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27th November 2009, 12:31 AM  #1 
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Ratio of power into load and driver transistor
I have just wrote a small program to work out the ratio of the load power to to the output transistor power.
I was previously told it was 60% in load to 40% in transistor. Clearly at half rail volts the speaker and output transistor dissipate teh same power. However towards each rail the power in the transistor goes towards zero. I was wondering if anyone could verify my program and calculations for a full cycle? loadpower=0; tranpower = 0; bplus = 60; //60 volts bplus rail for (cx = 0; cx <= 360; cx++) { ///////////////// //calc power into load ///////////////// ax = (sindx(cx) * bplus)/256; //get voltage across load ax = abs(ax); //only work with +ve voltages else cancels to zero loadpower = loadpower+((ax*ax)/4) ; //volts sqred div 4ohms /////////////////////////// //calc power in transistor /////////////////////////// bx = (sindx(cx) * bplus) / 256; //get voltage across load bx = abs(bx); bx = bx / 4; //div by 4 ohms to get current through load dx = (sindx(cx) * bplus) / 256; //get voltage across load dx = bplusabs(dx); //bplus  volts across load = volts across transistor //get power in transistor tranpower = tranpower+(dx * bx); //v * i } System.Windows.MessageBox.Show("Load power=" + Convert.ToString(loadpower)); System.Windows.MessageBox.Show("Transistor power=" + Convert.ToString(tranpower));
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27th November 2009, 12:58 AM  #2 
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For.a.4.ohm.load.and.60.volt.b+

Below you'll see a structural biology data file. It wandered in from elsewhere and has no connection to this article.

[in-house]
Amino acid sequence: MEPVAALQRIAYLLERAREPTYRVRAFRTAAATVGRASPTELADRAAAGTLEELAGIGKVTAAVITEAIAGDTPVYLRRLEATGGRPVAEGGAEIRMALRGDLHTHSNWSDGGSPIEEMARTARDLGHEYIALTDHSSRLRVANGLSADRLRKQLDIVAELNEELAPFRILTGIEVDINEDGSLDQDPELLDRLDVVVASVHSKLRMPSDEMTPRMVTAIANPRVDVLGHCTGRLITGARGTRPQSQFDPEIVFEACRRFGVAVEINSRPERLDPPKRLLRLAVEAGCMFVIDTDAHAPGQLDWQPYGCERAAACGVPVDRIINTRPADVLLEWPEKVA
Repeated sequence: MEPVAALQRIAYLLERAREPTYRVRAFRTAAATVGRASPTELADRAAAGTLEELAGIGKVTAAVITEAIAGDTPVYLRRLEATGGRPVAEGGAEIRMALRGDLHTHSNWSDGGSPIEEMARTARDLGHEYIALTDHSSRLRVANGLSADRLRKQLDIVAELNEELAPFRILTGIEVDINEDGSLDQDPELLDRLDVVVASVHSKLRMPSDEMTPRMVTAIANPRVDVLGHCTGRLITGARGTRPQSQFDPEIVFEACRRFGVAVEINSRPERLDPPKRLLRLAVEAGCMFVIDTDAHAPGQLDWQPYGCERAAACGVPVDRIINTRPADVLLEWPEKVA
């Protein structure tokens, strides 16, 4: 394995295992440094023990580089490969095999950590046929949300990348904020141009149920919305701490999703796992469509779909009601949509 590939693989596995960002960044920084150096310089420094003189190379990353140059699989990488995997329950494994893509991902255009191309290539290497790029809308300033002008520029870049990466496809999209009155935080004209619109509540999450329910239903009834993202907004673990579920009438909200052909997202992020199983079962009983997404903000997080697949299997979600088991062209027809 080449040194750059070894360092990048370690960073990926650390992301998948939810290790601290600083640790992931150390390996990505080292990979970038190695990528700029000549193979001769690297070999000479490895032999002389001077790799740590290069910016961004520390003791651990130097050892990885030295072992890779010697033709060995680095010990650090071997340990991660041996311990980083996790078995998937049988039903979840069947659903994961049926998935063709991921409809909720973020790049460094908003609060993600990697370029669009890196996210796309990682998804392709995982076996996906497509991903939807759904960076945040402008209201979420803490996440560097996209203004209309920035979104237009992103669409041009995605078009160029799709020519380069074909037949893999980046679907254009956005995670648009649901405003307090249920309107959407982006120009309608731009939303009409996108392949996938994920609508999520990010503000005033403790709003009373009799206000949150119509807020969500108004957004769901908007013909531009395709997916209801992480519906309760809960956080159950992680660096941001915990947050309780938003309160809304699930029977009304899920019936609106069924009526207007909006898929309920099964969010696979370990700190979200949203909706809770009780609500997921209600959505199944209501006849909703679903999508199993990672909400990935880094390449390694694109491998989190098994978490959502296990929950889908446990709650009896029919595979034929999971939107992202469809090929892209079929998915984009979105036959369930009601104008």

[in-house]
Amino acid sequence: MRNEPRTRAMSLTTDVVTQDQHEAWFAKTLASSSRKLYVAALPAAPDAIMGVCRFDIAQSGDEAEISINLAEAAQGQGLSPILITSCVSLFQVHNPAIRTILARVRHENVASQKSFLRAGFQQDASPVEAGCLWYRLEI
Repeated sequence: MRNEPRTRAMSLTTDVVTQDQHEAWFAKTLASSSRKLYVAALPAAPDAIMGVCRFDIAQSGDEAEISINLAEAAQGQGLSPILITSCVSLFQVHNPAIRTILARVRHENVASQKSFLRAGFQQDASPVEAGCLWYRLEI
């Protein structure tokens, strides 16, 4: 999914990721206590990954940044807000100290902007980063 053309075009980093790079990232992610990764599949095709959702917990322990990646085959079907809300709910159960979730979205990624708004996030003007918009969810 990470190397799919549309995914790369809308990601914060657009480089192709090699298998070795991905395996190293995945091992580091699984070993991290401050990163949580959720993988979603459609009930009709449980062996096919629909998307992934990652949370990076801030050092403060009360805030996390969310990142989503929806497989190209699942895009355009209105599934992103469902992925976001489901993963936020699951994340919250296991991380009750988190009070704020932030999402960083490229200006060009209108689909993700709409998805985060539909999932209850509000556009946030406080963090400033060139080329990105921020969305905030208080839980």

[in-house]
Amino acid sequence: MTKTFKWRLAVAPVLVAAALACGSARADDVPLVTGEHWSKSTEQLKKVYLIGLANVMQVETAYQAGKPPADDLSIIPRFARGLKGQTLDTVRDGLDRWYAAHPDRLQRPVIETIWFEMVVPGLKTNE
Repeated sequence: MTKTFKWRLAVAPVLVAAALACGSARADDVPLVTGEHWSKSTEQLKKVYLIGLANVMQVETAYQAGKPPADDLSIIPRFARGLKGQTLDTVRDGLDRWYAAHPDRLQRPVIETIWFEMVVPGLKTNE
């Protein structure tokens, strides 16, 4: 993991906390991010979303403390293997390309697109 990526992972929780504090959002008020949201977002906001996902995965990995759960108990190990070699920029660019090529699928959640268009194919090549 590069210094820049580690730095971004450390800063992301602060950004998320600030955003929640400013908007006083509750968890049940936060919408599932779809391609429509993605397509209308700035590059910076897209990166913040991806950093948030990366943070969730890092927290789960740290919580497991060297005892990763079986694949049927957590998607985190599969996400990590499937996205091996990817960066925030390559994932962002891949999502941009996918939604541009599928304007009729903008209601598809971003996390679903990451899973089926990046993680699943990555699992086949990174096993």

Applied.sine.wave.peak.voltage....power.in.transis tor....power.in.speaker. 60..........................................116... .....................439 50..........................................154... .....................304 40..........................................166... .....................193 30..........................................156... .....................107 20..........................................116... .....................46 10..........................................60.... ......................10 It can be seen that there is more power in the transistor at around a 30 volt sine wave than on 60 volt sine wave.
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27th November 2009, 12:59 PM  #3 
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Congratulations: you have just reinvented the wheel (sort of):
http://www.phy.auckland.ac.nz/Staff/...amplifiers.pdf 
27th November 2009, 02:07 PM  #4 
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Location: massachusetts

Your numbers are in the right ballpark, but seem off. I'm not familiar with the program language, but it looks you should be diding your steps by 360, not 256. RMS voltage should be .6366 times peak voltage, which would give you a power of 357 watts into a 4 ohm load, and 89.25 at 30 volts peak.
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27th November 2009, 08:15 PM  #5  
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Quote: